Between immense exercise of gaydar and uninhibited sexual fetishism, competition provides a way to admire athletes in a more erotic setting than usual.
Many articles were published on LGBT issues at the Rio Olympics, whether it be the number of openly LGBT athletes, reflecting better visibility in sport (the Outsport site lists all the athletes in question and their news) or controversies such as the publication of an article outlining a few gay athletes on the Grindr application or that on the rumor of a hypothetical “Fad, go” Teddy Riner in the final of judo. In fact, the mainstream media are looking at the attraction of gays for sport because, for them, the Olympics are a way to admire athletes in a more erotic setting than usual.
Since the Los Angeles Olympics, I have always been interested in the aesthetics of the Olympics. At the time, it was one of the rare moments on television where men undressed between two competitions. The Olympics showed partial nudity when the television was desperately modest. It was also one of the rare moments when we saw non-white athletes.
In the early 1980s, indoor gymnastics competitions were the pinnacle of the gay look then, which was very well illustrated by Bruce Weber in his collector’s issue of GQ in 1980 , which has become a benchmark for all style offices. . Later, in Atlanta, we must remember the aesthetic impact of Jean Galfione on the homosexual imagination with this famous tricolor photo which made all the covers of the newspapers. And if we talk less, lesbians too are attracted to athletic stars, their independence and their looks. Gays and lesbians know how to detect attitudes that reveal a different sexuality, not always confirmed by coming out: the Olympics are a huge exercise in gaydar, this sixth sense that allows us to recognize ourselves.
Rinse your eye, like straight guys
The New York Times can therefore easily wonder why gays love the Olympics. Bah, is it not obvious? We are also there to rinse the eye, like the straight guys.
And these big competitions are also exciting when it comes to sports aesthetics. With each edition, the equipment progresses, the bikes and the combinations of the indoor cyclists evolve, the jerseys of the sports delegations create new color combinations. Fencers have luminous helmets, the makeup of gymnastic sportswomen becomes radiant, new artistic ideas feed, it must be said, fantasies and fetishes. The Olympics are a mine for sexual niches, textiles or not.
With a number of assertive LGBT athletes who have doubled since the London Games, we can also watch the Olympics from a militant angle, for example with the selfie of two openly gay diving heroes, the American Greg Louganis, who has won several titles. in Los Angeles and Seoul, and Briton Tom Daley, two-time bronze medalist in London and Rio. The admission of trans athletes is also very closely monitored. We can therefore also be offended by the article (since withdrawn) which went to look for gay athletes on Grindr : personally, I think that when we are on Grindr, it is as if we were visible to the eyes of all seen the success of this flirt app.
But we can also watch the Olympics from an almost pornographic angle. As this article noted , sports cameras sometimes have a knack for filming prep moments that look like soft porn, especially during diving exercises. But it’s also because some porn studios do exactly that, like the famous Sean Cody, who always begins his scenes with muscular young people doing sports before fucking. It’s not just sex, it’s sex AFTER the sport.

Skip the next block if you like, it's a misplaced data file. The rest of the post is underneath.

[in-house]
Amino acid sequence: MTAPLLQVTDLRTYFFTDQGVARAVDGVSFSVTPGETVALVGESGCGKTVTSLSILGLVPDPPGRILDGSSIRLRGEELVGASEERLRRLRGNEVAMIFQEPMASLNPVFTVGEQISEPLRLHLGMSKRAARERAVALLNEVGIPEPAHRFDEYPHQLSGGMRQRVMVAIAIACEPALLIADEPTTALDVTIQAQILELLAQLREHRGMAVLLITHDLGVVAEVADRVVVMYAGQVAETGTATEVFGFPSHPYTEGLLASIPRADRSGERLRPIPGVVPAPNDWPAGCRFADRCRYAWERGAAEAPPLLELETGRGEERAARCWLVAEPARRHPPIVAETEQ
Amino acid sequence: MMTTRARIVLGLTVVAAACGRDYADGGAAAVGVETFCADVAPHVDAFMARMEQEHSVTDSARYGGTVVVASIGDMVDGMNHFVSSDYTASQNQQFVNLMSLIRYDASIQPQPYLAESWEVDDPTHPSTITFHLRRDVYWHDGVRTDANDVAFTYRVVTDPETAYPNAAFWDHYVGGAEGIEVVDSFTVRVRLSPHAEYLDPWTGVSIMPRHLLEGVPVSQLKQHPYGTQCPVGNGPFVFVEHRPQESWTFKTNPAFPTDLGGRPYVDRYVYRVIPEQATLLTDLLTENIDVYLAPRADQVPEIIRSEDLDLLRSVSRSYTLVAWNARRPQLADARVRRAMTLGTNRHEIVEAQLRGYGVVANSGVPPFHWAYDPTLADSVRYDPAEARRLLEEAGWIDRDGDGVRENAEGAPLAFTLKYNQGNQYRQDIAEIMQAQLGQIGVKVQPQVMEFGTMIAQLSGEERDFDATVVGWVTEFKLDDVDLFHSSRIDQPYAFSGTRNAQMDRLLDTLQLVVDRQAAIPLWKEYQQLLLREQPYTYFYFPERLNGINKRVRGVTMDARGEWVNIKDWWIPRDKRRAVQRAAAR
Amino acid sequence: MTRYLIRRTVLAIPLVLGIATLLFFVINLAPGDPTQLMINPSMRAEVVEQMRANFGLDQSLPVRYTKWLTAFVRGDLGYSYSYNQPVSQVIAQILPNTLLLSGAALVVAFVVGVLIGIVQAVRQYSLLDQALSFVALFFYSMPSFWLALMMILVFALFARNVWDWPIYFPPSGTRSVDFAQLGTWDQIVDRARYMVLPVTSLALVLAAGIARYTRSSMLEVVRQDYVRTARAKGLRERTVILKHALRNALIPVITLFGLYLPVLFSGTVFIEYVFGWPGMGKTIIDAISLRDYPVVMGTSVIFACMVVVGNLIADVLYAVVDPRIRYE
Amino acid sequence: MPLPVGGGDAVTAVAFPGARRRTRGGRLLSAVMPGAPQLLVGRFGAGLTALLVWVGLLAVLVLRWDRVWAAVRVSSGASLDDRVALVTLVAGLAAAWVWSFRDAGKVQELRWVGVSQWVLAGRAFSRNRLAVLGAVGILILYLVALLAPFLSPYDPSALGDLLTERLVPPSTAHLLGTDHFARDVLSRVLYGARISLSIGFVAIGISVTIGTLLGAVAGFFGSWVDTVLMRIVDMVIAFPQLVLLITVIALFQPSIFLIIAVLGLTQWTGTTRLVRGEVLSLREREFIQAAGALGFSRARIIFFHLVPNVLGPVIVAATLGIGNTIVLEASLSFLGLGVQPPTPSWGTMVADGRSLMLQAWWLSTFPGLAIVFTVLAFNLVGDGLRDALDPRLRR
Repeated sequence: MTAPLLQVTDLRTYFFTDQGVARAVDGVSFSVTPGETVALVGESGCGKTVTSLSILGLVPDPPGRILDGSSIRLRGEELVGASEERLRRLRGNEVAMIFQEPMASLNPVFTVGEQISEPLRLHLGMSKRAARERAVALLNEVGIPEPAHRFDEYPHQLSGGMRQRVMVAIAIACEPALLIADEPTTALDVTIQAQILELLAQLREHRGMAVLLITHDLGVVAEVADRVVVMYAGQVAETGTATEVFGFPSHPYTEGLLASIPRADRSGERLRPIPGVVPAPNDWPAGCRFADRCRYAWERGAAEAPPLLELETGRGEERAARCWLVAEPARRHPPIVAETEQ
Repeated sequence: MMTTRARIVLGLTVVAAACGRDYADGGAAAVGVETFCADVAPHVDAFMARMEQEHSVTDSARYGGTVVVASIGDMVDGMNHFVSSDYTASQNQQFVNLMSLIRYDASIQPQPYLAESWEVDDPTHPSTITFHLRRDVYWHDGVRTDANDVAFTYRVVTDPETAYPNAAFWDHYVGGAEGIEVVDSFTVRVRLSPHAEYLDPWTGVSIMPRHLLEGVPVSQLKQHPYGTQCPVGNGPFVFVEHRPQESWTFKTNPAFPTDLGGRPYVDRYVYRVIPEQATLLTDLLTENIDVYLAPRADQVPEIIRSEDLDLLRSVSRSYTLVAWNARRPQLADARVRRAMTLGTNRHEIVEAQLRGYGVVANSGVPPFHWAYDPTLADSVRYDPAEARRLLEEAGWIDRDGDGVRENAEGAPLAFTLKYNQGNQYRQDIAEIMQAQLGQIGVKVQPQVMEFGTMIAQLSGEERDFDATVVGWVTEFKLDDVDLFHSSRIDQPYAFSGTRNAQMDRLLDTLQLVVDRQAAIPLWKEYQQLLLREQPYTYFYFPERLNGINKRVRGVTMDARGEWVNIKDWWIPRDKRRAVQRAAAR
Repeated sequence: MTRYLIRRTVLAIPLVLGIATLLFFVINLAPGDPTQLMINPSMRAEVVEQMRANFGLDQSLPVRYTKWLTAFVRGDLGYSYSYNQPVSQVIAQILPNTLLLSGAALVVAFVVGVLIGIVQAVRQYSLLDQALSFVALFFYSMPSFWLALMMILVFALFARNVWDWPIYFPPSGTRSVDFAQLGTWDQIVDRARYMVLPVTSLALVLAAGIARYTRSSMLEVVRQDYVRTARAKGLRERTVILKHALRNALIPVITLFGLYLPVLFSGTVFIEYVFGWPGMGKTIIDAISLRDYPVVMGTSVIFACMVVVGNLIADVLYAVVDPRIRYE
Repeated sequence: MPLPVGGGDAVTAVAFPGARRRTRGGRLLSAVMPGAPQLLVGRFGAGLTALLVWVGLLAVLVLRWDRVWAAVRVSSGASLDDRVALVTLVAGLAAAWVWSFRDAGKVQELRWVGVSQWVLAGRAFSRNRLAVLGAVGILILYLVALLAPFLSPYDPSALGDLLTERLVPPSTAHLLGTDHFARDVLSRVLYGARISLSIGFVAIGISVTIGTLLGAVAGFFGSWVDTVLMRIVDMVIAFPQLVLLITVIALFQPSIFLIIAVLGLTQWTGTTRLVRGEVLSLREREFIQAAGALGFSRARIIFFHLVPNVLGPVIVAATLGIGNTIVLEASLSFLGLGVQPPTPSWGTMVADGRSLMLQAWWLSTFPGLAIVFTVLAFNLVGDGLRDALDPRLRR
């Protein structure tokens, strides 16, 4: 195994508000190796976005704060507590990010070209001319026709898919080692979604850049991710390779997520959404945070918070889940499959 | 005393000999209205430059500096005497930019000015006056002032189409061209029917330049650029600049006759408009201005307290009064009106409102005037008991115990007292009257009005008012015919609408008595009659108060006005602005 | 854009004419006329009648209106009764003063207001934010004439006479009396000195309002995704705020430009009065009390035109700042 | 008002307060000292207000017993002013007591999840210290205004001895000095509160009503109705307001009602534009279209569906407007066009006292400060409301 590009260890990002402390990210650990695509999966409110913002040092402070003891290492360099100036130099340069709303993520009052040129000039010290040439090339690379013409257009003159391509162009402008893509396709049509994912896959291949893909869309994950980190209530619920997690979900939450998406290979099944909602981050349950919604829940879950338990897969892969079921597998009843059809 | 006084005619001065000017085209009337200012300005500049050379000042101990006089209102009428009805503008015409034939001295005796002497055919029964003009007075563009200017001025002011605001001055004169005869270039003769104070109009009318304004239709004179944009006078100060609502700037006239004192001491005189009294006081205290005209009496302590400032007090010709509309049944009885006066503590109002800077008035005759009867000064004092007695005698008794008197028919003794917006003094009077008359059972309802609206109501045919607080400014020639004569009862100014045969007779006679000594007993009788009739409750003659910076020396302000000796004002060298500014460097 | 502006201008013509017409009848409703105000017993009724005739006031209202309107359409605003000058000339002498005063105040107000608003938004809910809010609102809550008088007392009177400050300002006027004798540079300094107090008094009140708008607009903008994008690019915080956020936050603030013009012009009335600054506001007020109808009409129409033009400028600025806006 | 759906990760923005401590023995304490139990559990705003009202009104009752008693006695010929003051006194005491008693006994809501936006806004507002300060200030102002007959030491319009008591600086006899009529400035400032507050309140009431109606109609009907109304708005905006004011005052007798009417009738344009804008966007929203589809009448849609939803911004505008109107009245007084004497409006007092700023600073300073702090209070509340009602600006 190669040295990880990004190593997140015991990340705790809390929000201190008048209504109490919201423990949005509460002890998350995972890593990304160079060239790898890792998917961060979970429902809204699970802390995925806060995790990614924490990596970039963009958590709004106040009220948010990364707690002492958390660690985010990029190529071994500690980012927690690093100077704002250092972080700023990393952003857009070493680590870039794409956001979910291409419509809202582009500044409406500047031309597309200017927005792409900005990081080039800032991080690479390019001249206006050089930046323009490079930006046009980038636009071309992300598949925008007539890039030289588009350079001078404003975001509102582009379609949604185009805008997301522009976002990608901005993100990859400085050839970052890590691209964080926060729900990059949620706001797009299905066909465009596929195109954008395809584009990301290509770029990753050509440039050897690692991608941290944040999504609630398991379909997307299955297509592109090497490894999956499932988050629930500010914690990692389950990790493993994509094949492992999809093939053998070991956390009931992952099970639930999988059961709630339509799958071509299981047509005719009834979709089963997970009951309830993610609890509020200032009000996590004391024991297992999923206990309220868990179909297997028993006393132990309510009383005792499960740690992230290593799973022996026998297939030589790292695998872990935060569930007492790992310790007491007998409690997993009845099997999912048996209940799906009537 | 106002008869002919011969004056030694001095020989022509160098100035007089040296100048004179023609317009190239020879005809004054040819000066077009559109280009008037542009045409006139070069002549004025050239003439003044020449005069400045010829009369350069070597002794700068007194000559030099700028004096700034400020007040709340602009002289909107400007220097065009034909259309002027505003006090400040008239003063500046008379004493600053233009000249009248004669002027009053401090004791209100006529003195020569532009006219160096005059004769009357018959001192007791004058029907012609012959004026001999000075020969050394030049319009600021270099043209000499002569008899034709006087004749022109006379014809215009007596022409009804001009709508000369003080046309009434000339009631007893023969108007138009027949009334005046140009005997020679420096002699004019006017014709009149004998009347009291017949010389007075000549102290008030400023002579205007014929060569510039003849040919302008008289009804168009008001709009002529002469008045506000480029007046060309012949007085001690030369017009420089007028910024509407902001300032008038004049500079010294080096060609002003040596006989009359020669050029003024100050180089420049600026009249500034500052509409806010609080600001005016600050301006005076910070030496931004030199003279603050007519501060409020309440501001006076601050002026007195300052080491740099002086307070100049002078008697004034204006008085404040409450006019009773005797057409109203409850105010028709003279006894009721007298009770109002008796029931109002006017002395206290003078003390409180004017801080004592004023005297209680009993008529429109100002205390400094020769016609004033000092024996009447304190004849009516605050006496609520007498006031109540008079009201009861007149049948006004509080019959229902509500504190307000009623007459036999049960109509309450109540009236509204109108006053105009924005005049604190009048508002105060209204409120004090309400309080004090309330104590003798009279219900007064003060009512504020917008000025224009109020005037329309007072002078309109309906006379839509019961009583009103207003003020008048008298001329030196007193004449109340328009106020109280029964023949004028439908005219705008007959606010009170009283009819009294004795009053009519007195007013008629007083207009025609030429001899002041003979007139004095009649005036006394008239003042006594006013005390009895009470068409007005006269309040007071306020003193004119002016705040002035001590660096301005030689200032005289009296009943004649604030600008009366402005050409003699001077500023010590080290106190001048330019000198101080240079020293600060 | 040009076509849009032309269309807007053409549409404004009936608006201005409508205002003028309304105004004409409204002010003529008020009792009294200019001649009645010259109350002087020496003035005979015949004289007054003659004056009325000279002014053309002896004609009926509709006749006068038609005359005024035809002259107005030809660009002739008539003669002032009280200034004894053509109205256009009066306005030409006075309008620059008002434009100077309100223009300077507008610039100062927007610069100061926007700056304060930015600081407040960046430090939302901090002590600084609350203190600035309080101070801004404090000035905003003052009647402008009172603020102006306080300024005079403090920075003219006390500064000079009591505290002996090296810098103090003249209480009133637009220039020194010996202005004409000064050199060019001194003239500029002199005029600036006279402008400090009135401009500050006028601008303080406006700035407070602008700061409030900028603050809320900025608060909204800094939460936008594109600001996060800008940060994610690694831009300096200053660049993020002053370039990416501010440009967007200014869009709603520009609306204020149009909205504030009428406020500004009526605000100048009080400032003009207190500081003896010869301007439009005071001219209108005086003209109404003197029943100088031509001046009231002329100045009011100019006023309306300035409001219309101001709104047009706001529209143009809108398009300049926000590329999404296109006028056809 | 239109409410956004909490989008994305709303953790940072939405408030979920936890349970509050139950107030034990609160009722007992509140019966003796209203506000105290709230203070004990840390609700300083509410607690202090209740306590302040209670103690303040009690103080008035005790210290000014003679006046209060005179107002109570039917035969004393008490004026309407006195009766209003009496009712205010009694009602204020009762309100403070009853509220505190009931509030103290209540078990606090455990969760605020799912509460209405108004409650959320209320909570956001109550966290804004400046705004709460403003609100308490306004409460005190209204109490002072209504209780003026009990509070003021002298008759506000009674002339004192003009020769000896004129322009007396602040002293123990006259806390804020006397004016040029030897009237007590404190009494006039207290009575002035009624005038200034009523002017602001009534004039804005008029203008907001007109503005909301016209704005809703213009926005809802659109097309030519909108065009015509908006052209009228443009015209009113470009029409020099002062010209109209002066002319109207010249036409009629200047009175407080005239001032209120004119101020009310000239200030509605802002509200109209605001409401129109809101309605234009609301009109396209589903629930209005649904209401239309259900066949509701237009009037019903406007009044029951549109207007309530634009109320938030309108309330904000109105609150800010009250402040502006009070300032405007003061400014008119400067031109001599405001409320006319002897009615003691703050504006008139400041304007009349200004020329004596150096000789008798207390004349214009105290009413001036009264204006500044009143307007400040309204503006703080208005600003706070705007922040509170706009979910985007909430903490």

One other item of Slate wondered why beach volleyball players keep their shirts while female athletes in the same discipline have much more revealing swimsuits. If this light porn aspect is noticed, it is because athletes play with their image, like this South Korean judo team which shows its abs . It looks like an ass movie trailer.
The Wall Street Journal asserts what we all know: In droves, male gymnasts choose to be objectified while for women, the process is more personal. Men are less offended when it comes to their appearance, although sports commentators are less comfortable talking about male erotica when they keep cursing the appearance of women.
Sport = sex
The Olympics are a universal moment of partial nudity, which also poses a religious problem in some countries. The decoupling between noble Olympic sport and sexuality is over. In 2014, Time posted a quick recap of sexual activity in previous games and noted that all sportspeople in Sochi had a Tinder account. There is an overload of eroticism in this gathering of the greatest sportsmen in the world and the imagination is rife when we imagine the atmosphere of the Olympic village. Let us remember the Barcelona Olympics, which were particularly hot, and the explosion, already, of connections to Grindr during those in London.
We can therefore watch the Olympics only because sport reveals the muscles of a superman like Teddy Riner. We really have eyes that hurt when he appears and it’s always fascinating to note the difference between the official photos of these athletes on Google and the stealth images during which their anatomy is revealed (my photo of Teddy Riner on Tumblr collected over 230 likes).
Sport is the social manifestation of physical and therefore, sometimes, sexual superiority. There is no internalized homophobia in admiring straight men and women when you are gay or lesbian, but rather a bond that unites us. Straight guys let themselves be admired and gays live in the open. It’s summer’s sexy Olympic gift.